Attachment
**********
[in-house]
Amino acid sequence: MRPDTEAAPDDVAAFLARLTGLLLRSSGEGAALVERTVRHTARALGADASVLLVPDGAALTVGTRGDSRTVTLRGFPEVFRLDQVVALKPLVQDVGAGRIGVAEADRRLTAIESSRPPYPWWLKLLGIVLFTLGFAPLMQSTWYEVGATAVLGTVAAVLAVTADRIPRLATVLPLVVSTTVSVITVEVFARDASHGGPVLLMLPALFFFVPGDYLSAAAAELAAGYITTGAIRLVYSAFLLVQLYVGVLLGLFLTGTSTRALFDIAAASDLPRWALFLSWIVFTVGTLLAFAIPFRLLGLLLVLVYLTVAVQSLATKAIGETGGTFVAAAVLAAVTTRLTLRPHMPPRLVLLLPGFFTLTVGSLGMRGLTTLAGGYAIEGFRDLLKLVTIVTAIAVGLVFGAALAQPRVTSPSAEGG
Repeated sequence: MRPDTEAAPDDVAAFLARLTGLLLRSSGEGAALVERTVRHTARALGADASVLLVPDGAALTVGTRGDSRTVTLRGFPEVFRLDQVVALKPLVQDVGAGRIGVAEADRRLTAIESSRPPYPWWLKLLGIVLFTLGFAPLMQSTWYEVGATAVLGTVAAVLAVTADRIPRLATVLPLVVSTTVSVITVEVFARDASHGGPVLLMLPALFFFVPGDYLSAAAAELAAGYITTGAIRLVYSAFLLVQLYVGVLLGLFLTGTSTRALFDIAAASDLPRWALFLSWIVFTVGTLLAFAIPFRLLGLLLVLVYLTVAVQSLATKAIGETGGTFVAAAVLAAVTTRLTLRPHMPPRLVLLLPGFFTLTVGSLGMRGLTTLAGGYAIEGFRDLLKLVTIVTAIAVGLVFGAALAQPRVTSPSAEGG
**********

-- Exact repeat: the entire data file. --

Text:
[in-house]
Amino acid sequence: MRPDTEAAPDDVAAFLARLTGLLLRSSGEGAALVERTVRHTARALGADASVLLVPDGAALTVGTRGDSRTVTLRGFPEVFRLDQVVALKPLVQDVGAGRIGVAEADRRLTAIESSRPPYPWWLKLLGIVLFTLGFAPLMQSTWYEVGATAVLGTVAAVLAVTADRIPRLATVLPLVVSTTVSVITVEVFARDASHGGPVLLMLPALFFFVPGDYLSAAAAELAAGYITTGAIRLVYSAFLLVQLYVGVLLGLFLTGTSTRALFDIAAASDLPRWALFLSWIVFTVGTLLAFAIPFRLLGLLLVLVYLTVAVQSLATKAIGETGGTFVAAAVLAAVTTRLTLRPHMPPRLVLLLPGFFTLTVGSLGMRGLTTLAGGYAIEGFRDLLKLVTIVTAIAVGLVFGAALAQPRVTSPSAEGG
Repeated sequence: MRPDTEAAPDDVAAFLARLTGLLLRSSGEGAALVERTVRHTARALGADASVLLVPDGAALTVGTRGDSRTVTLRGFPEVFRLDQVVALKPLVQDVGAGRIGVAEADRRLTAIESSRPPYPWWLKLLGIVLFTLGFAPLMQSTWYEVGATAVLGTVAAVLAVTADRIPRLATVLPLVVSTTVSVITVEVFARDASHGGPVLLMLPALFFFVPGDYLSAAAAELAAGYITTGAIRLVYSAFLLVQLYVGVLLGLFLTGTSTRALFDIAAASDLPRWALFLSWIVFTVGTLLAFAIPFRLLGLLLVLVYLTVAVQSLATKAIGETGGTFVAAAVLAAVTTRLTLRPHMPPRLVLLLPGFFTLTVGSLGMRGLTTLAGGYAIEGFRDLLKLVTIVTAIAVGLVFGAALAQPRVTSPSAEGG